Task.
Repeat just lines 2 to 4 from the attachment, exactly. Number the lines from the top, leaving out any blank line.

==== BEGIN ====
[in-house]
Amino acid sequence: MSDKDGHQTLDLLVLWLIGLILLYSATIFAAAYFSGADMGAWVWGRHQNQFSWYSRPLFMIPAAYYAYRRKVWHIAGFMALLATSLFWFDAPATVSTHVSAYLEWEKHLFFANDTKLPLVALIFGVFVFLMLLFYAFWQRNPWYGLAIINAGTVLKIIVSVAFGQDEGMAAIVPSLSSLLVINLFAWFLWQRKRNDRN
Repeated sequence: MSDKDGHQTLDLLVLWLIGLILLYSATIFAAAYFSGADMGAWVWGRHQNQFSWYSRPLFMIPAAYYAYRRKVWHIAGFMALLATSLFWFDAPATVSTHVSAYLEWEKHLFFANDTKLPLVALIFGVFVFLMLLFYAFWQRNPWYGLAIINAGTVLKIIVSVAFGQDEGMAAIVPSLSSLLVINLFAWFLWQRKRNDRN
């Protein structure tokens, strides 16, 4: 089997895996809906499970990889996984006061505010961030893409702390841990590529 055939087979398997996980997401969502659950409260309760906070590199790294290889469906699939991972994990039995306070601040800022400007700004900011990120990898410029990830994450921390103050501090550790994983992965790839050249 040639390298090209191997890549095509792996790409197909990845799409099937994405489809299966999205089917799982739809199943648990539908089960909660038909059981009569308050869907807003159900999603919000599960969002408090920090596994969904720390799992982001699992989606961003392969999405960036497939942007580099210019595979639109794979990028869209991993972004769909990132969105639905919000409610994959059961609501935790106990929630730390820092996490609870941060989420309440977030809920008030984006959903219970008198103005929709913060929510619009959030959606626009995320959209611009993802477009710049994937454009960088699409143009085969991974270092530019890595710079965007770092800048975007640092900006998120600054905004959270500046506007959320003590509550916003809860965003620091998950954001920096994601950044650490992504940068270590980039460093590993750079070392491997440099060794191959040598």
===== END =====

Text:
Amino acid sequence: MSDKDGHQTLDLLVLWLIGLILLYSATIFAAAYFSGADMGAWVWGRHQNQFSWYSRPLFMIPAAYYAYRRKVWHIAGFMALLATSLFWFDAPATVSTHVSAYLEWEKHLFFANDTKLPLVALIFGVFVFLMLLFYAFWQRNPWYGLAIINAGTVLKIIVSVAFGQDEGMAAIVPSLSSLLVINLFAWFLWQRKRNDRN
Repeated sequence: MSDKDGHQTLDLLVLWLIGLILLYSATIFAAAYFSGADMGAWVWGRHQNQFSWYSRPLFMIPAAYYAYRRKVWHIAGFMALLATSLFWFDAPATVSTHVSAYLEWEKHLFFANDTKLPLVALIFGVFVFLMLLFYAFWQRNPWYGLAIINAGTVLKIIVSVAFGQDEGMAAIVPSLSSLLVINLFAWFLWQRKRNDRN
């Protein structure tokens, strides 16, 4: 089997895996809906499970990889996984006061505010961030893409702390841990590529 055939087979398997996980997401969502659950409260309760906070590199790294290889469906699939991972994990039995306070601040800022400007700004900011990120990898410029990830994450921390103050501090550790994983992965790839050249 040639390298090209191997890549095509792996790409197909990845799409099937994405489809299966999205089917799982739809199943648990539908089960909660038909059981009569308050869907807003159900999603919000599960969002408090920090596994969904720390799992982001699992989606961003392969999405960036497939942007580099210019595979639109794979990028869209991993972004769909990132969105639905919000409610994959059961609501935790106990929630730390820092996490609870941060989420309440977030809920008030984006959903219970008198103005929709913060929510619009959030959606626009995320959209611009993802477009710049994937454009960088699409143009085969991974270092530019890595710079965007770092800048975007640092900006998120600054905004959270500046506007959320003590509550916003809860965003620091998950954001920096994601950044650490992504940068270590980039460093590993750079070392491997440099060794191959040598």